EU demands Polish sanctions

EU demands Polish sanctions
The EU has paved the way for an unprecedented collective rebuke over Poland’s authoritarianism.
The European Commission is expected to launch an injunction against a “serious breach” of the bloc’s common values and the rule of law.
Poland’s parliament this month backed rules that would force around 40 per cent of Supreme Court judges to retire and give MPs control over a council that decides court appointments. If signed into law by President Andrzej Duda, the rules would put at serious risk the independence of “all parts of the Polish judiciary”, according to the Venice Commission, which advises the Council of Europe’s human rights constitutional law study group.
Germany and France are expected to back the commission’s position during a vote of member states in 2018, in what would represent a dramatic escalation in tensions over the requirements of EU membership. An EU diplomat said the bloc was crossing “the Rubicon”.
Poland’s nationalist disregard for Brussels has become a crucial factor in organising the eurozone, migration reform to the EU’s next €1-trillion long-term budget, whose largest net beneficiary is Poland.
If approved by member states next year, the Article 7 decision would largely be a political warning that could lead to serious sanctions, including the loss of voting rights.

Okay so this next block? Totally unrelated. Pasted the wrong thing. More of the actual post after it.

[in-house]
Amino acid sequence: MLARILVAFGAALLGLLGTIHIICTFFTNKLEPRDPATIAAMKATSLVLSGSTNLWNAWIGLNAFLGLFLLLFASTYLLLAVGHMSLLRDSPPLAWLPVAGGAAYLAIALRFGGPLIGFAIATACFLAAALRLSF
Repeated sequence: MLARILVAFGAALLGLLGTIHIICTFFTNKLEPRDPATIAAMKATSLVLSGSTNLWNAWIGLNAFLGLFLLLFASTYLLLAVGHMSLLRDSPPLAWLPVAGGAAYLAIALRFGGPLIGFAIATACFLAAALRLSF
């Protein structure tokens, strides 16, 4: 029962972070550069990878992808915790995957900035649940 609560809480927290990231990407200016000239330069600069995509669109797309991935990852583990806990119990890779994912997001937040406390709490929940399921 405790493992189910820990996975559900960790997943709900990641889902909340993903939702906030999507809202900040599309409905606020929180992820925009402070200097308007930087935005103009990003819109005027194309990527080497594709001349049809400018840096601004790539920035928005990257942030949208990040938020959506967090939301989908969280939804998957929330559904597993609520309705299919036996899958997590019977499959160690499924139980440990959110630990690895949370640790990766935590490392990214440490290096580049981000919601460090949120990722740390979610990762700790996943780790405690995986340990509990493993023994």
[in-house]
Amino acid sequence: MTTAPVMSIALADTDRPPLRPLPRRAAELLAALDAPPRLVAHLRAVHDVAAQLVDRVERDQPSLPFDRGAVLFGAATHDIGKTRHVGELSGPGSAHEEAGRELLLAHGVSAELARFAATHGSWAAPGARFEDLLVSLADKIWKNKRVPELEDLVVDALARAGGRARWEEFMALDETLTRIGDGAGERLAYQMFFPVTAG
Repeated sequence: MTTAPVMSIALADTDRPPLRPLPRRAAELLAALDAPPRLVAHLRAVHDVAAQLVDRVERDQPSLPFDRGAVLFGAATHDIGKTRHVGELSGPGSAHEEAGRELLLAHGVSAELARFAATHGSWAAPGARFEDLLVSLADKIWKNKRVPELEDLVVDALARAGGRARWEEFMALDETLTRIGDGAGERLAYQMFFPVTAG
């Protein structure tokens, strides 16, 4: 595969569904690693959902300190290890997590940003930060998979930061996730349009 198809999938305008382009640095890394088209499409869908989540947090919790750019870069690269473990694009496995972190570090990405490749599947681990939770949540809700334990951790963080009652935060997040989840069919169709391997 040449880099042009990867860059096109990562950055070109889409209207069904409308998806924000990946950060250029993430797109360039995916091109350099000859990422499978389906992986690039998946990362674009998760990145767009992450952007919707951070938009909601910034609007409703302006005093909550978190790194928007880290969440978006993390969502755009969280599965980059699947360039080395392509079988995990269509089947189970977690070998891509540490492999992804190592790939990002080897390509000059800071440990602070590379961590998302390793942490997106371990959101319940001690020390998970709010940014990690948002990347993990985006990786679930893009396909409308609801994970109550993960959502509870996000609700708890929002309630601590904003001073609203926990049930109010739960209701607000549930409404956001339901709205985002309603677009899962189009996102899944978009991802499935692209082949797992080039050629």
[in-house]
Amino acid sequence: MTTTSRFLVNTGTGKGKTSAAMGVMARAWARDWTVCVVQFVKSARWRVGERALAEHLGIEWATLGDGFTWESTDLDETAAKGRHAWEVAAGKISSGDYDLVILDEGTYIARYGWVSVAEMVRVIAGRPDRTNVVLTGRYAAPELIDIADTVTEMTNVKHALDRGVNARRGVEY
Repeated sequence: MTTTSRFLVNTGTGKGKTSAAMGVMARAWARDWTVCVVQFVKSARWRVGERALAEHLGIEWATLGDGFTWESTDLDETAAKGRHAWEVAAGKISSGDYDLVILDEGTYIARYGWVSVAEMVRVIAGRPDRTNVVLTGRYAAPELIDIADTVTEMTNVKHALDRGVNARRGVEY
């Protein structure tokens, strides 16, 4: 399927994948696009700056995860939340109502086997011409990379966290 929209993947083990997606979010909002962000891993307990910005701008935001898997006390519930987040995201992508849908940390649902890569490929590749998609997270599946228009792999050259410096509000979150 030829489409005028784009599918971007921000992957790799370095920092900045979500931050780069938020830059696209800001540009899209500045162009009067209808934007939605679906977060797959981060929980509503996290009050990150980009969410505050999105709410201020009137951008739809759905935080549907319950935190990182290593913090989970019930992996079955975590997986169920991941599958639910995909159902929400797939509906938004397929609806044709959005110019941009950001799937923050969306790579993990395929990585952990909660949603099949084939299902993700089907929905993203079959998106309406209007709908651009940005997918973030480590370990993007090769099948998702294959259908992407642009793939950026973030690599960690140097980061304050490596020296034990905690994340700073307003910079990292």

Hungary’s nationalist Prime Minister Viktor Orban has promised to block any such punishment.
Until now the commission has been reticent about issuing a warning, which requires a supermajority, for fear of bolstering support for the nationalist Jaroslaw Kaczynski (pictured), the Eurosceptic leader of Poland’s Law and Justice (PiS) party.
After PiS won the 2015 election, it packed a different court, the Constitutional Tribunal, with party nominees, refused to appoint legally elected judges to the panel, and blocked publication of its rulings. In July 2016, the European Commission recommended remedial measures, which Warsaw dismissed as interference in its domestic affairs. A year later, the commission expressed alarm about a law empowering the justice minister to remove and appoint the heads of ordinary courts. The commission at that point made its first warning of disciplinary action.
“Will [voting for the measure] have the right effect? That is the question,” said an EU source told the Financial Times. “When you do anything like that then Kaczynski gets more votes. But we have no choice. We need to enforce more European law. We’ve given them long enough.”
Jaroslaw Kaczynski, the leader of Poland’s Law and Justice. Picture credit: Wikimedia

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